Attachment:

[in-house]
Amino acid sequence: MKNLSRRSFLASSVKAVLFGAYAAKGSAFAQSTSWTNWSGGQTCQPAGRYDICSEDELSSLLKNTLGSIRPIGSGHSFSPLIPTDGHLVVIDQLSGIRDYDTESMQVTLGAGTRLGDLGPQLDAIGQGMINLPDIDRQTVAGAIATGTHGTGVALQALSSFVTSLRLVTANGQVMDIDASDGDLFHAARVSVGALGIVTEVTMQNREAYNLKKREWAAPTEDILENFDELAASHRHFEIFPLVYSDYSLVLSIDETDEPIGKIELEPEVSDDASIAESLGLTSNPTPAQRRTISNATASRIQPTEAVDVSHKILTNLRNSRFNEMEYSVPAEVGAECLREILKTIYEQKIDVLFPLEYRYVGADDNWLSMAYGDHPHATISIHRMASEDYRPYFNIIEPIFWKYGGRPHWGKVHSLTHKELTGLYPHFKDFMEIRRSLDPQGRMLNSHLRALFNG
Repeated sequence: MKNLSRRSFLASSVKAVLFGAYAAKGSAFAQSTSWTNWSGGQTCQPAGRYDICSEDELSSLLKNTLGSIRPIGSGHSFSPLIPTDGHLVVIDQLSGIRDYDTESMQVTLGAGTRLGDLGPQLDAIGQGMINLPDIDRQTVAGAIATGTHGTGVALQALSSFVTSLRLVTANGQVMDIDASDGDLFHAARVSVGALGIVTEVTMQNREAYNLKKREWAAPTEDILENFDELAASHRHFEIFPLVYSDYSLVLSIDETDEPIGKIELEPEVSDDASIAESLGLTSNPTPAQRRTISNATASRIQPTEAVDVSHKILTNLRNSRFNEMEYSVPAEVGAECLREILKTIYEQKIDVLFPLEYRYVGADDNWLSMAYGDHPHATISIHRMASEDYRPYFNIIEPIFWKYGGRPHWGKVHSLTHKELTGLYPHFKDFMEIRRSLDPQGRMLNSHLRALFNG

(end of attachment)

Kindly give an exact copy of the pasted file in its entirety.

[in-house]
Amino acid sequence: MKNLSRRSFLASSVKAVLFGAYAAKGSAFAQSTSWTNWSGGQTCQPAGRYDICSEDELSSLLKNTLGSIRPIGSGHSFSPLIPTDGHLVVIDQLSGIRDYDTESMQVTLGAGTRLGDLGPQLDAIGQGMINLPDIDRQTVAGAIATGTHGTGVALQALSSFVTSLRLVTANGQVMDIDASDGDLFHAARVSVGALGIVTEVTMQNREAYNLKKREWAAPTEDILENFDELAASHRHFEIFPLVYSDYSLVLSIDETDEPIGKIELEPEVSDDASIAESLGLTSNPTPAQRRTISNATASRIQPTEAVDVSHKILTNLRNSRFNEMEYSVPAEVGAECLREILKTIYEQKIDVLFPLEYRYVGADDNWLSMAYGDHPHATISIHRMASEDYRPYFNIIEPIFWKYGGRPHWGKVHSLTHKELTGLYPHFKDFMEIRRSLDPQGRMLNSHLRALFNG
Repeated sequence: MKNLSRRSFLASSVKAVLFGAYAAKGSAFAQSTSWTNWSGGQTCQPAGRYDICSEDELSSLLKNTLGSIRPIGSGHSFSPLIPTDGHLVVIDQLSGIRDYDTESMQVTLGAGTRLGDLGPQLDAIGQGMINLPDIDRQTVAGAIATGTHGTGVALQALSSFVTSLRLVTANGQVMDIDASDGDLFHAARVSVGALGIVTEVTMQNREAYNLKKREWAAPTEDILENFDELAASHRHFEIFPLVYSDYSLVLSIDETDEPIGKIELEPEVSDDASIAESLGLTSNPTPAQRRTISNATASRIQPTEAVDVSHKILTNLRNSRFNEMEYSVPAEVGAECLREILKTIYEQKIDVLFPLEYRYVGADDNWLSMAYGDHPHATISIHRMASEDYRPYFNIIEPIFWKYGGRPHWGKVHSLTHKELTGLYPHFKDFMEIRRSLDPQGRMLNSHLRALFNG